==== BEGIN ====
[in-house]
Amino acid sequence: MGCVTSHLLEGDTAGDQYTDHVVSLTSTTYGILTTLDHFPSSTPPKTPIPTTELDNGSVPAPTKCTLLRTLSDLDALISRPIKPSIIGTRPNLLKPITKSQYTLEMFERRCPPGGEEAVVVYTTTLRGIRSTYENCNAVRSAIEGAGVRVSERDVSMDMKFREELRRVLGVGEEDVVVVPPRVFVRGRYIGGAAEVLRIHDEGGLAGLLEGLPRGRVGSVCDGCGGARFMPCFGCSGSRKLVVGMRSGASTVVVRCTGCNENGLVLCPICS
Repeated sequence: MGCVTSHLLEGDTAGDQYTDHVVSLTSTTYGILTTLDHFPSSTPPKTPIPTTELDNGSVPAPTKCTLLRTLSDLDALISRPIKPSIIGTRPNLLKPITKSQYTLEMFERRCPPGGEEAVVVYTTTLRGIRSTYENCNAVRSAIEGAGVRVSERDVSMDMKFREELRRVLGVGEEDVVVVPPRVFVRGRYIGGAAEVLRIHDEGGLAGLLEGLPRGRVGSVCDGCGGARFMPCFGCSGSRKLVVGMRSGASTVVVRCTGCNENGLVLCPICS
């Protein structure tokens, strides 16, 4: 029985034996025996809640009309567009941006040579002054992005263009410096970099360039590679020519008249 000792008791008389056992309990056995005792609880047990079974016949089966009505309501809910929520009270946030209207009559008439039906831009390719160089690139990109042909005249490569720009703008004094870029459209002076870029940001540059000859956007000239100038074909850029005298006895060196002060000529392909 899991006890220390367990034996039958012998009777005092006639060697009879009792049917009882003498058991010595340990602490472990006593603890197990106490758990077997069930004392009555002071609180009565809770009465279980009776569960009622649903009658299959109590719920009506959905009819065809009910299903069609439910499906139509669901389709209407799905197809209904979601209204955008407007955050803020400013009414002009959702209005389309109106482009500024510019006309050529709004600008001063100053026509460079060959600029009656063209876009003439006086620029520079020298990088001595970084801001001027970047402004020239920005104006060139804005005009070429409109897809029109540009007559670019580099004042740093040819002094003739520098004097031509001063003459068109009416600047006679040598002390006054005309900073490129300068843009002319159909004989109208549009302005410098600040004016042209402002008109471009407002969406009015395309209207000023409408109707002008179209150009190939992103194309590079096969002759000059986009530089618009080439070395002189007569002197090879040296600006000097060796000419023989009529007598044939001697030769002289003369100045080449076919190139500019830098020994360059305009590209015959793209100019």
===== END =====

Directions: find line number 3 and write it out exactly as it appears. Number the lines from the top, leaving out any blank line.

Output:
Repeated sequence: MGCVTSHLLEGDTAGDQYTDHVVSLTSTTYGILTTLDHFPSSTPPKTPIPTTELDNGSVPAPTKCTLLRTLSDLDALISRPIKPSIIGTRPNLLKPITKSQYTLEMFERRCPPGGEEAVVVYTTTLRGIRSTYENCNAVRSAIEGAGVRVSERDVSMDMKFREELRRVLGVGEEDVVVVPPRVFVRGRYIGGAAEVLRIHDEGGLAGLLEGLPRGRVGSVCDGCGGARFMPCFGCSGSRKLVVGMRSGASTVVVRCTGCNENGLVLCPICS